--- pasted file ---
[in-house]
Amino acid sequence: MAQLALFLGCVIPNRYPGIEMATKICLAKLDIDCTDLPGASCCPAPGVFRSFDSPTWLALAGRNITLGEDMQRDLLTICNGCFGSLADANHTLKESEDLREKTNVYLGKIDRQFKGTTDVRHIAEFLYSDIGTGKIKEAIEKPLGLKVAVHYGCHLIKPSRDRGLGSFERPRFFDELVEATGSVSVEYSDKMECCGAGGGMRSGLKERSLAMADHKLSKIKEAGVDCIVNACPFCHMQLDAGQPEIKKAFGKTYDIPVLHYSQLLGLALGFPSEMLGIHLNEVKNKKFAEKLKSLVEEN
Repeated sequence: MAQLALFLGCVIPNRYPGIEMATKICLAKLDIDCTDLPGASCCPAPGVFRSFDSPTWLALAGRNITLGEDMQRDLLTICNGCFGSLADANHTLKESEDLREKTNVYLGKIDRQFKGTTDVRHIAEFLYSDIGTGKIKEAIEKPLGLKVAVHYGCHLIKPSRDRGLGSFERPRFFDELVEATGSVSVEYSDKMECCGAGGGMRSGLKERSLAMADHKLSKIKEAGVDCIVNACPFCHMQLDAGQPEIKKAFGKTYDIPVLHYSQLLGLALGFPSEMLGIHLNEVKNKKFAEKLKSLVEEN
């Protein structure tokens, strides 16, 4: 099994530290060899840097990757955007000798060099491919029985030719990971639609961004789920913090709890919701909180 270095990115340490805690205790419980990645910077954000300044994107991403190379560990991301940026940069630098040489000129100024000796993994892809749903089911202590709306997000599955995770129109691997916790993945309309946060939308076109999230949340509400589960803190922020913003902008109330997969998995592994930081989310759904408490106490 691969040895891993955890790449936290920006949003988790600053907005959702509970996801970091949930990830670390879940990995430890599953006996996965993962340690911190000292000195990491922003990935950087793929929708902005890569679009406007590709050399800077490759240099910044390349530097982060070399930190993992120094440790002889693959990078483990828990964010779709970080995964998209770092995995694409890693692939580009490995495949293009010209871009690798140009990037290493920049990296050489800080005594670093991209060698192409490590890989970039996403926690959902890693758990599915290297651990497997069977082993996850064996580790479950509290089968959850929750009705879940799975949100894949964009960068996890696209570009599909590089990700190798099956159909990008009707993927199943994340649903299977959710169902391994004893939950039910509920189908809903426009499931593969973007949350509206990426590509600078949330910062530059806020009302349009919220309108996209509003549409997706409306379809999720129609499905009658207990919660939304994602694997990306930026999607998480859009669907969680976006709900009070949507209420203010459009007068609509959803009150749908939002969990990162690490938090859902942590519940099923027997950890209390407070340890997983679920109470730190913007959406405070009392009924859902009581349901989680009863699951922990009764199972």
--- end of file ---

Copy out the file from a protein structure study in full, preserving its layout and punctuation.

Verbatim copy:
[in-house]
Amino acid sequence: MAQLALFLGCVIPNRYPGIEMATKICLAKLDIDCTDLPGASCCPAPGVFRSFDSPTWLALAGRNITLGEDMQRDLLTICNGCFGSLADANHTLKESEDLREKTNVYLGKIDRQFKGTTDVRHIAEFLYSDIGTGKIKEAIEKPLGLKVAVHYGCHLIKPSRDRGLGSFERPRFFDELVEATGSVSVEYSDKMECCGAGGGMRSGLKERSLAMADHKLSKIKEAGVDCIVNACPFCHMQLDAGQPEIKKAFGKTYDIPVLHYSQLLGLALGFPSEMLGIHLNEVKNKKFAEKLKSLVEEN
Repeated sequence: MAQLALFLGCVIPNRYPGIEMATKICLAKLDIDCTDLPGASCCPAPGVFRSFDSPTWLALAGRNITLGEDMQRDLLTICNGCFGSLADANHTLKESEDLREKTNVYLGKIDRQFKGTTDVRHIAEFLYSDIGTGKIKEAIEKPLGLKVAVHYGCHLIKPSRDRGLGSFERPRFFDELVEATGSVSVEYSDKMECCGAGGGMRSGLKERSLAMADHKLSKIKEAGVDCIVNACPFCHMQLDAGQPEIKKAFGKTYDIPVLHYSQLLGLALGFPSEMLGIHLNEVKNKKFAEKLKSLVEEN
């Protein structure tokens, strides 16, 4: 099994530290060899840097990757955007000798060099491919029985030719990971639609961004789920913090709890919701909180 270095990115340490805690205790419980990645910077954000300044994107991403190379560990991301940026940069630098040489000129100024000796993994892809749903089911202590709306997000599955995770129109691997916790993945309309946060939308076109999230949340509400589960803190922020913003902008109330997969998995592994930081989310759904408490106490 691969040895891993955890790449936290920006949003988790600053907005959702509970996801970091949930990830670390879940990995430890599953006996996965993962340690911190000292000195990491922003990935950087793929929708902005890569679009406007590709050399800077490759240099910044390349530097982060070399930190993992120094440790002889693959990078483990828990964010779709970080995964998209770092995995694409890693692939580009490995495949293009010209871009690798140009990037290493920049990296050489800080005594670093991209060698192409490590890989970039996403926690959902890693758990599915290297651990497997069977082993996850064996580790479950509290089968959850929750009705879940799975949100894949964009960068996890696209570009599909590089990700190798099956159909990008009707993927199943994340649903299977959710169902391994004893939950039910509920189908809903426009499931593969973007949350509206990426590509600078949330910062530059806020009302349009919220309108996209509003549409997706409306379809999720129609499905009658207990919660939304994602694997990306930026999607998480859009669907969680976006709900009070949507209420203010459009007068609509959803009150749908939002969990990162690490938090859902942590519940099923027997950890209390407070340890997983679920109470730190913007959406405070009392009924859902009581349901989680009863699951922990009764199972």